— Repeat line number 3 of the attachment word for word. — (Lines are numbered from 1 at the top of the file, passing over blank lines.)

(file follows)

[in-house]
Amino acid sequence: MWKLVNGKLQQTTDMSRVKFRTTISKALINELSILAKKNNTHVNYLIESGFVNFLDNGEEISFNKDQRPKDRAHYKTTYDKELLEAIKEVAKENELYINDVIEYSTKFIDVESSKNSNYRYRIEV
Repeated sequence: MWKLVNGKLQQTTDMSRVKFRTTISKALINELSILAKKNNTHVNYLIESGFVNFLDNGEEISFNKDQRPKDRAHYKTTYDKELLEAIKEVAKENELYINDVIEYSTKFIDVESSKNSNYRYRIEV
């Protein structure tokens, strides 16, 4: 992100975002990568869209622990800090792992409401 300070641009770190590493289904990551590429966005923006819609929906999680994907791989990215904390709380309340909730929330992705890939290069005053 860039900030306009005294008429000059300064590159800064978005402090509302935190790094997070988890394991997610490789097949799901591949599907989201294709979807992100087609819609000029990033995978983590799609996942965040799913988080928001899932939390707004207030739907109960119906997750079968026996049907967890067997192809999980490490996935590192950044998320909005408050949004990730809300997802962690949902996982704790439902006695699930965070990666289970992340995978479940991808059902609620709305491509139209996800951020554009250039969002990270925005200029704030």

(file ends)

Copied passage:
Repeated sequence: MWKLVNGKLQQTTDMSRVKFRTTISKALINELSILAKKNNTHVNYLIESGFVNFLDNGEEISFNKDQRPKDRAHYKTTYDKELLEAIKEVAKENELYINDVIEYSTKFIDVESSKNSNYRYRIEV